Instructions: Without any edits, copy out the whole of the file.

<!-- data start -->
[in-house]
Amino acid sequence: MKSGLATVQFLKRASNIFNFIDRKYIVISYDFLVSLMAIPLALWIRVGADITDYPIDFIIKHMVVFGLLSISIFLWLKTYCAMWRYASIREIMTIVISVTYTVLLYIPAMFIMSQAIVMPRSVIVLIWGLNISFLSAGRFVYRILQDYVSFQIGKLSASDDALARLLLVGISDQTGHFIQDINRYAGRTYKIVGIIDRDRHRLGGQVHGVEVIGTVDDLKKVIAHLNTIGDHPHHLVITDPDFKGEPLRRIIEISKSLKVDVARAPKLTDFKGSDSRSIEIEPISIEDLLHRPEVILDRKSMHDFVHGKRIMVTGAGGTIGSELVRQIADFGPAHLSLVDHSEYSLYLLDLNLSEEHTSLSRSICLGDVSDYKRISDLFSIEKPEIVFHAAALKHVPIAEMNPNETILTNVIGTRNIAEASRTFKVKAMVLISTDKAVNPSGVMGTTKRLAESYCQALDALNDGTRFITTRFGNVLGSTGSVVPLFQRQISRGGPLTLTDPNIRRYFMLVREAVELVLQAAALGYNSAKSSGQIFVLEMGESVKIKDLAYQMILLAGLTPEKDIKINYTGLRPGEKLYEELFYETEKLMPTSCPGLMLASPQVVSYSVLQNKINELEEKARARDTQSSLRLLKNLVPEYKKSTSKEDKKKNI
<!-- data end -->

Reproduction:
[in-house]
Amino acid sequence: MKSGLATVQFLKRASNIFNFIDRKYIVISYDFLVSLMAIPLALWIRVGADITDYPIDFIIKHMVVFGLLSISIFLWLKTYCAMWRYASIREIMTIVISVTYTVLLYIPAMFIMSQAIVMPRSVIVLIWGLNISFLSAGRFVYRILQDYVSFQIGKLSASDDALARLLLVGISDQTGHFIQDINRYAGRTYKIVGIIDRDRHRLGGQVHGVEVIGTVDDLKKVIAHLNTIGDHPHHLVITDPDFKGEPLRRIIEISKSLKVDVARAPKLTDFKGSDSRSIEIEPISIEDLLHRPEVILDRKSMHDFVHGKRIMVTGAGGTIGSELVRQIADFGPAHLSLVDHSEYSLYLLDLNLSEEHTSLSRSICLGDVSDYKRISDLFSIEKPEIVFHAAALKHVPIAEMNPNETILTNVIGTRNIAEASRTFKVKAMVLISTDKAVNPSGVMGTTKRLAESYCQALDALNDGTRFITTRFGNVLGSTGSVVPLFQRQISRGGPLTLTDPNIRRYFMLVREAVELVLQAAALGYNSAKSSGQIFVLEMGESVKIKDLAYQMILLAGLTPEKDIKINYTGLRPGEKLYEELFYETEKLMPTSCPGLMLASPQVVSYSVLQNKINELEEKARARDTQSSLRLLKNLVPEYKKSTSKEDKKKNI